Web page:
Roaring Forties … no caption needed ”Reviewing our first interview just before you departed on that voyage I asked what would be the toughest thing and you expected it to be the psychological side of the voyage. Now, what was the hardest thing during the voyage now you’ve returned?”

Istvan Kopar: “My answer did not change much. I said that the length and the duration of the race would be inflicting the most stresses on body and soul. But in my case, it changed. The reason for the phycological burden was not the mere scope of the voyage but the race itself. I knew before the start that the Rustlers were faster than my TW 35 but did not foresee the ongoing trouble with my wind vane which slowed me down big time. The poorly functioning self-steering ruined my race in the end – right from the start – and put me in the fourth place when I came in.”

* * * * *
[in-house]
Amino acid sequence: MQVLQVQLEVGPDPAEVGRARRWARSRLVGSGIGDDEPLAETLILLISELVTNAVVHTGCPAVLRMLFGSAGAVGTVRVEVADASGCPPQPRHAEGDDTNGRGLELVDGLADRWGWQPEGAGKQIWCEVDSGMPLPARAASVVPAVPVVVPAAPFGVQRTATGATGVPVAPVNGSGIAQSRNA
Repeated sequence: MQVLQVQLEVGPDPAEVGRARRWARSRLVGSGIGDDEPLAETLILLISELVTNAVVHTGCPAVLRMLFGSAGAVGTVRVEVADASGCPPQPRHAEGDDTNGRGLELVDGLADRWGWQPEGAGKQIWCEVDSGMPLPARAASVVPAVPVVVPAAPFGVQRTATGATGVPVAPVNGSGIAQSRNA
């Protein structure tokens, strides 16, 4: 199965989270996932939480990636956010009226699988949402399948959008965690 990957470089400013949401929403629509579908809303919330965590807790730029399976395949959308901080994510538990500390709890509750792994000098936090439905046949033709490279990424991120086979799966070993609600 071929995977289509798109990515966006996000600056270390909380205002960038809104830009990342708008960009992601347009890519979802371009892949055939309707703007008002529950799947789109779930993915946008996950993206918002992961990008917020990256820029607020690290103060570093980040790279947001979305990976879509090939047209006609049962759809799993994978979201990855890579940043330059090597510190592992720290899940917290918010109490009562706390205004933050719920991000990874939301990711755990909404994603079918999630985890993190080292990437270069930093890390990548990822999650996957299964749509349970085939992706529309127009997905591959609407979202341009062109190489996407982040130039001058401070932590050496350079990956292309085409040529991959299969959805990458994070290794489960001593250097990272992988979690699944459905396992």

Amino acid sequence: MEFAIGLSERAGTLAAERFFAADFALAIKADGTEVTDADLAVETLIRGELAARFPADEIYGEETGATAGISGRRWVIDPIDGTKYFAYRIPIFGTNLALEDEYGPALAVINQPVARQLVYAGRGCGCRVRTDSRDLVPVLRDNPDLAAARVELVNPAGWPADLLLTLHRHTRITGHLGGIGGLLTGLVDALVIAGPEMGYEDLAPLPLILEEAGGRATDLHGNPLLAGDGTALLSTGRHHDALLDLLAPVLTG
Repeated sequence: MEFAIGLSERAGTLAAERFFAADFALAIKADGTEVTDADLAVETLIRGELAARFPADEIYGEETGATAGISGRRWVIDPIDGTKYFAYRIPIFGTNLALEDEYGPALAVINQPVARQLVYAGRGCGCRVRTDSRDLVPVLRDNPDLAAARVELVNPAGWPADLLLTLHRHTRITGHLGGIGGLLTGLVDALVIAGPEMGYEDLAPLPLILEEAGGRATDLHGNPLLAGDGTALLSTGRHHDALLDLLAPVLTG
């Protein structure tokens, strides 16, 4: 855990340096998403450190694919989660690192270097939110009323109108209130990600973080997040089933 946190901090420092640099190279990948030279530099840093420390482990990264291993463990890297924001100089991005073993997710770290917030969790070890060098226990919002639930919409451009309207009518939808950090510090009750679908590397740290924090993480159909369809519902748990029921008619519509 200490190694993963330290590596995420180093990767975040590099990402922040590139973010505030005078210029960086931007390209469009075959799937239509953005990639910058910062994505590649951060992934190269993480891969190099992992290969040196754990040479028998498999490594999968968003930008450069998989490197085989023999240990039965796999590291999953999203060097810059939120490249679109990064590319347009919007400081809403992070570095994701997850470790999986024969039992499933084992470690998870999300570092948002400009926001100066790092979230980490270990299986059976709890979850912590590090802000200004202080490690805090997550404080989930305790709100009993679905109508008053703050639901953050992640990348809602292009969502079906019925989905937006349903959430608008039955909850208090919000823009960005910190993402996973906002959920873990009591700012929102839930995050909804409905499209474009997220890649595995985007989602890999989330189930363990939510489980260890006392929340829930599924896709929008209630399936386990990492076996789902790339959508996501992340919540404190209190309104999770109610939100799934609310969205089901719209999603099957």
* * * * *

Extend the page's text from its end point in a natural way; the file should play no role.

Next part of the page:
“Constant trouble with the wind vane!” “That´s right: At the beginning of the race you´ve reported that you had been plagued by a failure in the self-steering gear. Can you explain what happened and how you adjusted to this malaise. How have you been able to circumvent the whole planet although the wind vane never worked to the full extend?”